Numerous animal studies point to dramatic reorganization of cortical structures. If a digit is amputated in a monkey, the cortical representation of the neighboring digits spreads into the cortical area that was formerly occupied by the representation of the amputated digit. Conversely, if the cortical area representing a digit is removed, the somatosensory map of the digit moves to the surrounding cortex. Extensive, long-term deafferentation of limbs leads to even more dramatic shifts in somatosensory representation in the cortex, with, for example, the hand cortical area responding to touching the face. The explanation of these shifts appears to be that cortical connections of sensory units to the cortex have extensive convergence and divergence, with connections that can become weak with disuse and strong with use.
Plasticity of this type occurs not only with input from cutaneous receptors but also with input in other sensory systems. For example, in cats with small lesions of the retina, the cortical area for the blind spot begins to respond to light striking other areas of the retina. Development of the adult pattern of retinal projections to the visual cortex is another example of this plasticity. At a more extreme level, experimentally routing visual input to the auditory cortex during development creates visual receptive fields in the auditory system.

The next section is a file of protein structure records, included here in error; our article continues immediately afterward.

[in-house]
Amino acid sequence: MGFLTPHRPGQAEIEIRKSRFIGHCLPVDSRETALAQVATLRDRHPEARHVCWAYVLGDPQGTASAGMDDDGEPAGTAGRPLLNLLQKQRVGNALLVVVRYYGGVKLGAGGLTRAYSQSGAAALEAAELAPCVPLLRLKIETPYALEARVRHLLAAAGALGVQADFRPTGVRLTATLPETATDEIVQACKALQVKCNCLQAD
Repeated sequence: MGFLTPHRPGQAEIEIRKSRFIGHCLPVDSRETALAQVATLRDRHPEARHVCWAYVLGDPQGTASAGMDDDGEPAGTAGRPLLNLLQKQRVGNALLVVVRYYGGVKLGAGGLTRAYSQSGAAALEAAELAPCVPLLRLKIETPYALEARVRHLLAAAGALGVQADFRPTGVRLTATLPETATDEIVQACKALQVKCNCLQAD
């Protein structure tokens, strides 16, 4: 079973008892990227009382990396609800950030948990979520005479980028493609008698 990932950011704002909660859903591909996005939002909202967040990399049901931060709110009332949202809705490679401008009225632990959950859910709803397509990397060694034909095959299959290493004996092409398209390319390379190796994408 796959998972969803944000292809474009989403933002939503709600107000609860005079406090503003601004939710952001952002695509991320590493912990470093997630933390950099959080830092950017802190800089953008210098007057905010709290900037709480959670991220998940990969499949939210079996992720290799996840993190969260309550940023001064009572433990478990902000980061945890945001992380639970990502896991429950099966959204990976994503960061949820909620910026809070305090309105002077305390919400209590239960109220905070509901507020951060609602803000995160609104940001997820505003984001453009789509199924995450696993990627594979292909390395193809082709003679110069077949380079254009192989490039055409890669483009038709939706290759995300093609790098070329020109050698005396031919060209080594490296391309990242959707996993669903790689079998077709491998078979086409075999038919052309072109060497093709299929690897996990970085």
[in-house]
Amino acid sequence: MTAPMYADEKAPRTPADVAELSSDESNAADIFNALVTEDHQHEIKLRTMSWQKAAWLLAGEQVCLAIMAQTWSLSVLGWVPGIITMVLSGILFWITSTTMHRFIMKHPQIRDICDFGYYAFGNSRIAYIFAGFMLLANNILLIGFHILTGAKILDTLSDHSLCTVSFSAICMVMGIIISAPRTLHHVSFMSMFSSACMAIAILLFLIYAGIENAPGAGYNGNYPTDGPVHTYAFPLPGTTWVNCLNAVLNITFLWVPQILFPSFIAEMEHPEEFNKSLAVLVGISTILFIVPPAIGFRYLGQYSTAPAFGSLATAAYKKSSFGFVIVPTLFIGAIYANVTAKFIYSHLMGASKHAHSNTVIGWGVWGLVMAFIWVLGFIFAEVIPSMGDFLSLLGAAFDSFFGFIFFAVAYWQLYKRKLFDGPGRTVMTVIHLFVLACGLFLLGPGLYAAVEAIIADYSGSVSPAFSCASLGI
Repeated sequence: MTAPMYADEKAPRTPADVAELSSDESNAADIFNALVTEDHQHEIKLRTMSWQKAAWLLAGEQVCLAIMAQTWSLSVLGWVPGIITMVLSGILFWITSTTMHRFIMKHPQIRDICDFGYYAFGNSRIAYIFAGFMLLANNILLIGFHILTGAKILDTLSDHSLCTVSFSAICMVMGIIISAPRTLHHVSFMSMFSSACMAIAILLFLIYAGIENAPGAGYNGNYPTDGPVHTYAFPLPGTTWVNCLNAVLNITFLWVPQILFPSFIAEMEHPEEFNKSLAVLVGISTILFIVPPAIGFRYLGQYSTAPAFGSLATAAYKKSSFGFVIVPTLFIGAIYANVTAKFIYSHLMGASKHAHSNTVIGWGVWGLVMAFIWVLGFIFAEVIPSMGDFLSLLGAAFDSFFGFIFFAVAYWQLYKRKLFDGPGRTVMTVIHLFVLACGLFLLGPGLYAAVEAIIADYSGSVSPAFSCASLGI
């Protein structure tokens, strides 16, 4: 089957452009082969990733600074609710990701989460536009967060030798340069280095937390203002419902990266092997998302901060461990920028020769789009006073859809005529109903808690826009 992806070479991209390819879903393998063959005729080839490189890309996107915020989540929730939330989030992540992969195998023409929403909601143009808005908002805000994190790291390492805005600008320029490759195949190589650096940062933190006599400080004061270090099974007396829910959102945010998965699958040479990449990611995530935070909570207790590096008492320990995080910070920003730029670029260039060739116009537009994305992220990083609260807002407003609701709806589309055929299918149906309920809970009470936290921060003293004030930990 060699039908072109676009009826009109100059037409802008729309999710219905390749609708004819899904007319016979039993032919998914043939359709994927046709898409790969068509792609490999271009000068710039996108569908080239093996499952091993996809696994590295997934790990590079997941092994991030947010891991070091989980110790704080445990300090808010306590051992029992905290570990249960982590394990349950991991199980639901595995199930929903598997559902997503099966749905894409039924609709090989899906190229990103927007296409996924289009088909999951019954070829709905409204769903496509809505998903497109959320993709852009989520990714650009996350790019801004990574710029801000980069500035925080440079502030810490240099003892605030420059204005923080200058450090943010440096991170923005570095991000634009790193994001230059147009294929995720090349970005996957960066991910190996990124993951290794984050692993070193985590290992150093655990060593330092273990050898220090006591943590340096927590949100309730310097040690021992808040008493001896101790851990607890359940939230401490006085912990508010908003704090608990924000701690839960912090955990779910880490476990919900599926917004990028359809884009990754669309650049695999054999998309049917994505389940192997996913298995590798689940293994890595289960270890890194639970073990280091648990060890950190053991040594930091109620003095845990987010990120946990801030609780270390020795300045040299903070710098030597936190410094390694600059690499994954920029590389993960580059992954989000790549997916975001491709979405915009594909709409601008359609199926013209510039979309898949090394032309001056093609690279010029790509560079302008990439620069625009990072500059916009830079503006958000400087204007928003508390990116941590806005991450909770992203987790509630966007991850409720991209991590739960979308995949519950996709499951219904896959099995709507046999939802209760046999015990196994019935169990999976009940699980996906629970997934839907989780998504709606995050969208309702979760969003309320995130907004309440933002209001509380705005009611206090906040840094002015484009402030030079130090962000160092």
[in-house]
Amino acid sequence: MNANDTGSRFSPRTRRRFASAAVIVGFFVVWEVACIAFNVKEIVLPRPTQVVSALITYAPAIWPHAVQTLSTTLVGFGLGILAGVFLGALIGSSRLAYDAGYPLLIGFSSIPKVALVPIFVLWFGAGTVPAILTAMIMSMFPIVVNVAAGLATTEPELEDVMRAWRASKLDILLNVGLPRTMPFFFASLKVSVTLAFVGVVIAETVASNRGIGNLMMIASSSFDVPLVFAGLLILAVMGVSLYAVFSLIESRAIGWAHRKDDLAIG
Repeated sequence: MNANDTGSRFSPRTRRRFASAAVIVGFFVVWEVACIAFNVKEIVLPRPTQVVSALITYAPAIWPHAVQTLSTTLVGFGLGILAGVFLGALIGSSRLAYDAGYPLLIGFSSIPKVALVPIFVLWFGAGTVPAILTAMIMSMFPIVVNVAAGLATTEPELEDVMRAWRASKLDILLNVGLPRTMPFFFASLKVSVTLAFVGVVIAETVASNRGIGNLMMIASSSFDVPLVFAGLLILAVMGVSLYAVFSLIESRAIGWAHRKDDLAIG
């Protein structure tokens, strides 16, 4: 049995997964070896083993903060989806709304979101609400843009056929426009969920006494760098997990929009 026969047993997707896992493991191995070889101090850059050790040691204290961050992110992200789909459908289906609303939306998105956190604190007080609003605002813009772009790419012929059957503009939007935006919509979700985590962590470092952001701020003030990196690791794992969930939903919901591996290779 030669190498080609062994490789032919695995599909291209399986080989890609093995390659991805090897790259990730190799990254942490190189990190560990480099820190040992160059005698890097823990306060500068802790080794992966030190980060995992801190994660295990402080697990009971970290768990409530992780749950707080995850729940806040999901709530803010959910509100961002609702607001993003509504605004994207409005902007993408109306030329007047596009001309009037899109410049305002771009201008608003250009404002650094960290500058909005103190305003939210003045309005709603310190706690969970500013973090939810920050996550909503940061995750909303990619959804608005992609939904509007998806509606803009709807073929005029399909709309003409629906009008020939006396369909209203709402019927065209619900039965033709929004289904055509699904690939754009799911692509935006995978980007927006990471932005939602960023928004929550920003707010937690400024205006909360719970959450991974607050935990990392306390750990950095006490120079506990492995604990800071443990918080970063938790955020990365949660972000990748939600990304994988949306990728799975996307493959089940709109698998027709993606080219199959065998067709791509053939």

PET scanning in humans also documents plastic changes, sometimes from one sensory modality to another. Thus, for example, tactile and auditory stimuli increase metabolic activity in the visual cortex in blind individuals. Conversely, deaf individuals respond faster and more accurately than normal individuals to moving stimuli in the visual periphery. Plasticity also occurs in the motor cortex. These findings illustrate the malleability of the brain and its ability to adapt.
EFFECTS OF CNS LESIONS
Clinical Box 8–2 describes some of the deficits noted after damage within the somatosensory pathways. Clinical Box 8–5 describes the characteristic changes in sensory and motor functions that occur in response to spinal hemisection.
CLINICAL BOX 8–5